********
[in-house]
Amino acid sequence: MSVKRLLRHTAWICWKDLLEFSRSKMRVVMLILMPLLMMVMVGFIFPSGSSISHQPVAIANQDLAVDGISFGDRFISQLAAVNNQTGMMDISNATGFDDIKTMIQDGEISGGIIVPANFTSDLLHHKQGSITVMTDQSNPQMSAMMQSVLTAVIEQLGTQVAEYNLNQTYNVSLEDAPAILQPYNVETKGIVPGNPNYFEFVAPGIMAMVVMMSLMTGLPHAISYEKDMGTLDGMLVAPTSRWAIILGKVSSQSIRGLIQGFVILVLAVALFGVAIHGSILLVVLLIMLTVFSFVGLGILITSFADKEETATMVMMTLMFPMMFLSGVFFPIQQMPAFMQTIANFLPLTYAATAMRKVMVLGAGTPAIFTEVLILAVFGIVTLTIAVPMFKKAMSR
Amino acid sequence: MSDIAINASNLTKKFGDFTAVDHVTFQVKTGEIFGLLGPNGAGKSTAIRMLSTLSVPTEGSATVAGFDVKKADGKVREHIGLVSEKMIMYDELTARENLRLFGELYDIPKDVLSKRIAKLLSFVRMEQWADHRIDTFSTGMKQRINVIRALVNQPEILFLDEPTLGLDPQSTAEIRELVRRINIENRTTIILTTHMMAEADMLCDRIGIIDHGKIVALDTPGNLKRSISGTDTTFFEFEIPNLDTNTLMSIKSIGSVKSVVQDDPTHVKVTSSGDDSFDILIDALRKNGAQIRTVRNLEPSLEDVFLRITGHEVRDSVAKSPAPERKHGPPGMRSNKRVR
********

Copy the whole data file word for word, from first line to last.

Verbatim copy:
[in-house]
Amino acid sequence: MSVKRLLRHTAWICWKDLLEFSRSKMRVVMLILMPLLMMVMVGFIFPSGSSISHQPVAIANQDLAVDGISFGDRFISQLAAVNNQTGMMDISNATGFDDIKTMIQDGEISGGIIVPANFTSDLLHHKQGSITVMTDQSNPQMSAMMQSVLTAVIEQLGTQVAEYNLNQTYNVSLEDAPAILQPYNVETKGIVPGNPNYFEFVAPGIMAMVVMMSLMTGLPHAISYEKDMGTLDGMLVAPTSRWAIILGKVSSQSIRGLIQGFVILVLAVALFGVAIHGSILLVVLLIMLTVFSFVGLGILITSFADKEETATMVMMTLMFPMMFLSGVFFPIQQMPAFMQTIANFLPLTYAATAMRKVMVLGAGTPAIFTEVLILAVFGIVTLTIAVPMFKKAMSR
Amino acid sequence: MSDIAINASNLTKKFGDFTAVDHVTFQVKTGEIFGLLGPNGAGKSTAIRMLSTLSVPTEGSATVAGFDVKKADGKVREHIGLVSEKMIMYDELTARENLRLFGELYDIPKDVLSKRIAKLLSFVRMEQWADHRIDTFSTGMKQRINVIRALVNQPEILFLDEPTLGLDPQSTAEIRELVRRINIENRTTIILTTHMMAEADMLCDRIGIIDHGKIVALDTPGNLKRSISGTDTTFFEFEIPNLDTNTLMSIKSIGSVKSVVQDDPTHVKVTSSGDDSFDILIDALRKNGAQIRTVRNLEPSLEDVFLRITGHEVRDSVAKSPAPERKHGPPGMRSNKRVR